Weak correlations between cerebellar tests
Eyeblink conditioning, finger tapping, and prism adaptation are three tasks that have been linked to the cerebellum. Previous research suggests that these tasks recruit distinct but partially overlapping parts of the cerebellum, as well as different extra-cerebellar networks. However, the relationships between the performances on these tasks remain unclear. Here we tested eyeblink conditioning, finger tapping, and prism adaptation in 42 children and 44 adults and estimated the degree of correlation between the performance measures. The results show that performance on all three tasks improves with age in typically developing school-aged children. However, the correlations between the performance measures of the different tasks were consistently weak and without any consistent directions. This reinforces the view that eyeblink conditioning, finger tapping, and prism adaptation rely on distinct mechanisms. Consequently, performance on these tasks cannot be used separately to assess a common cerebellar function or to make general conclusions about cerebellar dysfunction. However, together, these three behavioral tasks have the potential to contribute to a nuanced picture of human cerebellar functions during development.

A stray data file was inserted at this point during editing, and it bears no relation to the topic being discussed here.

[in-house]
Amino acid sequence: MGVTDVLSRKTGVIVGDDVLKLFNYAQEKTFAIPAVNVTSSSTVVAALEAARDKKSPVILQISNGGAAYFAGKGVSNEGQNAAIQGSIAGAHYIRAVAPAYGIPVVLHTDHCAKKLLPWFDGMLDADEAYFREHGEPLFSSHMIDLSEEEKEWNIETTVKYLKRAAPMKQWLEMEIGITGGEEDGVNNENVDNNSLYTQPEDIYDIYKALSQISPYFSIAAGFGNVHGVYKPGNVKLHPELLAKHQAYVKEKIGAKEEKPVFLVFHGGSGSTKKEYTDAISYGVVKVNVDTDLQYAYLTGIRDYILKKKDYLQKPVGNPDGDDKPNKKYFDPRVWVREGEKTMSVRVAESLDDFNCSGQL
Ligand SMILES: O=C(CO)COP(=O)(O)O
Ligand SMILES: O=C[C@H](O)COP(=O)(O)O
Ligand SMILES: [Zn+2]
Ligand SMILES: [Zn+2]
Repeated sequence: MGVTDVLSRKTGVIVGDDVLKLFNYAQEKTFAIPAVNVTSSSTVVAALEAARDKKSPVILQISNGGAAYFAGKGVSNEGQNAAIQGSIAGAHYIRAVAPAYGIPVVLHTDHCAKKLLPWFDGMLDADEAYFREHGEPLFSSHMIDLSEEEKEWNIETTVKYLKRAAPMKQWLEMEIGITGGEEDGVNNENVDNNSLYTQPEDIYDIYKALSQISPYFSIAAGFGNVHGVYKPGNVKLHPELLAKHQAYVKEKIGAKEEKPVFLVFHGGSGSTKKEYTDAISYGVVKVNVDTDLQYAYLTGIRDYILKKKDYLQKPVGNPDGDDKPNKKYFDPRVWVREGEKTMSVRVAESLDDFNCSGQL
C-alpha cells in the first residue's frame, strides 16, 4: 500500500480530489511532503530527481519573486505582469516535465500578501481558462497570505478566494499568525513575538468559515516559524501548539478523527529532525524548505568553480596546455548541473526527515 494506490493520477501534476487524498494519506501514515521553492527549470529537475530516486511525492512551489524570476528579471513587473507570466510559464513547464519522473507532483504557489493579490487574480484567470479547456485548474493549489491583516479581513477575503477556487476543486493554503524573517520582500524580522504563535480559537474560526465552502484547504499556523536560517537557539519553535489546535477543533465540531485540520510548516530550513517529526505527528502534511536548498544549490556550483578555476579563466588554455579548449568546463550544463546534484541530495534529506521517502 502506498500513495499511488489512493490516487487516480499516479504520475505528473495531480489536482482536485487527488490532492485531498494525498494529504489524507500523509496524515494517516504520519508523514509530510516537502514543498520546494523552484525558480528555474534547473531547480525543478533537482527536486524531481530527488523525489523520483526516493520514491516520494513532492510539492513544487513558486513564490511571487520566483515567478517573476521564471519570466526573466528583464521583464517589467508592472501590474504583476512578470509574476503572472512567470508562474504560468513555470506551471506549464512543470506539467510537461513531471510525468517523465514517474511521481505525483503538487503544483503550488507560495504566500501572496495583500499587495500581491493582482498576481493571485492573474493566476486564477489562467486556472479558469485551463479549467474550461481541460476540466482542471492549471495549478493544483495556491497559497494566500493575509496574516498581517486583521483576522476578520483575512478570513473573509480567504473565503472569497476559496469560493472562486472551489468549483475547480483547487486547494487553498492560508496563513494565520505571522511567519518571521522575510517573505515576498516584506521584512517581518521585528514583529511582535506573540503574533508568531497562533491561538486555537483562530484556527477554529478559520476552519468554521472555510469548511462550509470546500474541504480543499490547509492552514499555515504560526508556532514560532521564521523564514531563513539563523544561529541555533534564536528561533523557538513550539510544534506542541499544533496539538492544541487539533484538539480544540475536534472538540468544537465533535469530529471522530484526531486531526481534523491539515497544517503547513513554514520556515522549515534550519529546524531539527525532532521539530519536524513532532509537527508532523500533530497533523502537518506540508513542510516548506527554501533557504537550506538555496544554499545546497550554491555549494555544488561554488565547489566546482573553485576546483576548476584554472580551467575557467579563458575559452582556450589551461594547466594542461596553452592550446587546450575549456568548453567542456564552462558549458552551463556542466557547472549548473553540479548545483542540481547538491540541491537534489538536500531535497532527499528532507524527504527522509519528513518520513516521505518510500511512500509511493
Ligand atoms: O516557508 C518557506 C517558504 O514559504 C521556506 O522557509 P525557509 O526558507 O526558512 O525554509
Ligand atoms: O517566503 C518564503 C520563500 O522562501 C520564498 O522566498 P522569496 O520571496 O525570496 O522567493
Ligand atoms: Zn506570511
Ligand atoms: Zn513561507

|Persistent URL||dx.doi.org/10.1038/s41598-020-65886-1, hdl.handle.net/1765/127698|
Löwgren, K. (Karolina), Bååth, R. (Rasmus), & Rasmussen, A. (2020). Weak correlations between cerebellar tests. Scientific Reports, 10(1). doi:10.1038/s41598-020-65886-1